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Higher Citrus Prices, Shortages Likely After December Freeze

January 2, 1991

OAKLAND, Calif. (AP) _ After a crippling December freeze, the price of oranges is likely to keep rising and the supply may run out, industry watchers say.

″Come February, I don’t think you’ll see any more navel oranges,″ said Leo Rolandelli, a fruit broker at Jacob, Malcolm and Burtt in San Francisco.

Thirteen straight days of subfreezing cold in the San Joaquin Valley devastated California’s navel orange crop, sending prices spiraling upward.

″I was paying $9 a box for navel oranges before the freeze,″ said Steve DelMasso of Bay Cities Produce in Oakland. ″Now they’re costing me about $20 a box, and I’m selling them for $22 to $23 a box.″

California produced 2.2 million tons of oranges last year with a market value of $438 million. Up to half of the 1990-91 crop was ruined by frost, according to official estimates.

Despite the shortage, California probably will not lift its ban on overseas citrus, created to protect against agricultural diseases and pests that could harm the state’s industry, officials say.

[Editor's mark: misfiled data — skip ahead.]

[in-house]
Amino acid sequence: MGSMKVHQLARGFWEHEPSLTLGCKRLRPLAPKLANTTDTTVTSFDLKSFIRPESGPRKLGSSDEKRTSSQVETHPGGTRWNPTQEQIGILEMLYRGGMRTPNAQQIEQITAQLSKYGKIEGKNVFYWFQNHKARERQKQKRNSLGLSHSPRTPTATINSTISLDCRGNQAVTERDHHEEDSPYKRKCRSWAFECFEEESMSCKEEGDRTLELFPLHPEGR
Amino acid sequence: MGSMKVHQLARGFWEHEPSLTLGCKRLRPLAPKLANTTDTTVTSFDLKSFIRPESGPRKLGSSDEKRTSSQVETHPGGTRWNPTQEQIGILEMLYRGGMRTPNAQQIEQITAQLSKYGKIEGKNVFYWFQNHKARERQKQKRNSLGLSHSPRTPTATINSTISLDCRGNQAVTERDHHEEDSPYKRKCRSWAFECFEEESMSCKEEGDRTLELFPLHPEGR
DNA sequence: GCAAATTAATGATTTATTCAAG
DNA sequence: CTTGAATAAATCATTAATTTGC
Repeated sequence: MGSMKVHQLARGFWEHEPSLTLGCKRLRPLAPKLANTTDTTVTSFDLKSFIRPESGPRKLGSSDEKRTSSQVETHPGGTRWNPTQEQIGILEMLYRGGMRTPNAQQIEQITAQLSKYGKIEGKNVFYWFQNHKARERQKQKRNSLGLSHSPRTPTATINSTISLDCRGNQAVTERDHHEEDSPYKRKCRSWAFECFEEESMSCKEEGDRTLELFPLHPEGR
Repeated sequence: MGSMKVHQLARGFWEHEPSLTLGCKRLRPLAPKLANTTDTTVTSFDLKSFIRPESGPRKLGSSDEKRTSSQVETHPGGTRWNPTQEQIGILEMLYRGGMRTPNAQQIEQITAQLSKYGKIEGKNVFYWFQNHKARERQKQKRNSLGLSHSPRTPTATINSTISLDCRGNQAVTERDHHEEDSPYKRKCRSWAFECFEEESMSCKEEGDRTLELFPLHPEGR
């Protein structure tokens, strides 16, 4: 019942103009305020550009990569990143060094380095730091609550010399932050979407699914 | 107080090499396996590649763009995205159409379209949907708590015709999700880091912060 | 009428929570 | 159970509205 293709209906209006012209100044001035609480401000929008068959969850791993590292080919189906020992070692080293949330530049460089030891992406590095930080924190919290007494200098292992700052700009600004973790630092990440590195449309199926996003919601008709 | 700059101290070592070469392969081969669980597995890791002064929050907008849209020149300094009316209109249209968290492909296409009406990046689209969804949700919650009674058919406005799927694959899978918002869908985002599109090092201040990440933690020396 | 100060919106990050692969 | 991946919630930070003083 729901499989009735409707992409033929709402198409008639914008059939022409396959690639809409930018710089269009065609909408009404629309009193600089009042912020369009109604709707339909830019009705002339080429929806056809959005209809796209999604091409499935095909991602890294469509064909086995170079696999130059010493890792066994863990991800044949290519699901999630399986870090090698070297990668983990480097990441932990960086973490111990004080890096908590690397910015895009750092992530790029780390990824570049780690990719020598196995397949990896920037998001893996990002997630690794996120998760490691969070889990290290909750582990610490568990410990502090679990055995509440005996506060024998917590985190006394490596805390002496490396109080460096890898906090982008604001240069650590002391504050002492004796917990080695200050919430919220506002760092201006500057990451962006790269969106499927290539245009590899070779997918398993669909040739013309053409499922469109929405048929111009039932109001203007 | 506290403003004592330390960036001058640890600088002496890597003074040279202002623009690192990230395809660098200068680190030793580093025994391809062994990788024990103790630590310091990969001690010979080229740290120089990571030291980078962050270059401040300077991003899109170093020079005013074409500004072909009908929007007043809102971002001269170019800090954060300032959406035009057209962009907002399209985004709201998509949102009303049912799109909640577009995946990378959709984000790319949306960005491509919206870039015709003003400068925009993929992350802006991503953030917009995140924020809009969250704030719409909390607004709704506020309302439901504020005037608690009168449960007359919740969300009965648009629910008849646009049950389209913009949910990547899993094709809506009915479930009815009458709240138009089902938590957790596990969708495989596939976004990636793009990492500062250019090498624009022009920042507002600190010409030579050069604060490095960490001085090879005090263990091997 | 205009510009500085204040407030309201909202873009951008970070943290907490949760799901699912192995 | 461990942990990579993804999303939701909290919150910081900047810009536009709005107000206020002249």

″I don’t think the rules will be lifted because of the freeze,″ said Roy Borton, a senior agricultural economist for the Department of Food and Agriculture. ″We’ll have to rely on Florida, Arizona and Texas for extra oranges and grapefruit.″

Those states, however, raise mostly seeded Valencia oranges used for making juice, while California grows most of the nation’s seedless navel oranges.

DelMasso thinks shoppers will switch to other fruits instead of paying higher prices for oranges.

″Consumers are balking,″ he said. ″Nobody wants to pay $1 for an orange.″

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